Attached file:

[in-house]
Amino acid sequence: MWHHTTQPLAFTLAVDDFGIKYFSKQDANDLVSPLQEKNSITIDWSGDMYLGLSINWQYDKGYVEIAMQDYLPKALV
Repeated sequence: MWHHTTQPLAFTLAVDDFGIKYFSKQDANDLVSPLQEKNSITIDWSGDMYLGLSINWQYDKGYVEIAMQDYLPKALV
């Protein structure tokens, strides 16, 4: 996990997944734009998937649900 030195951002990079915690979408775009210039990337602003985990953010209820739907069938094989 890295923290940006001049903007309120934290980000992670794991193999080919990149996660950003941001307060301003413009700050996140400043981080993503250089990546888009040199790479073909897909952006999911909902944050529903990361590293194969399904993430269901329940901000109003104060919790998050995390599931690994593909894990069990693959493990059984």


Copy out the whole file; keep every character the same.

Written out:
[in-house]
Amino acid sequence: MWHHTTQPLAFTLAVDDFGIKYFSKQDANDLVSPLQEKNSITIDWSGDMYLGLSINWQYDKGYVEIAMQDYLPKALV
Repeated sequence: MWHHTTQPLAFTLAVDDFGIKYFSKQDANDLVSPLQEKNSITIDWSGDMYLGLSINWQYDKGYVEIAMQDYLPKALV
């Protein structure tokens, strides 16, 4: 996990997944734009998937649900 030195951002990079915690979408775009210039990337602003985990953010209820739907069938094989 890295923290940006001049903007309120934290980000992670794991193999080919990149996660950003941001307060301003413009700050996140400043981080993503250089990546888009040199790479073909897909952006999911909902944050529903990361590293194969399904993430269901329940901000109003104060919790998050995390599931690994593909894990069990693959493990059984």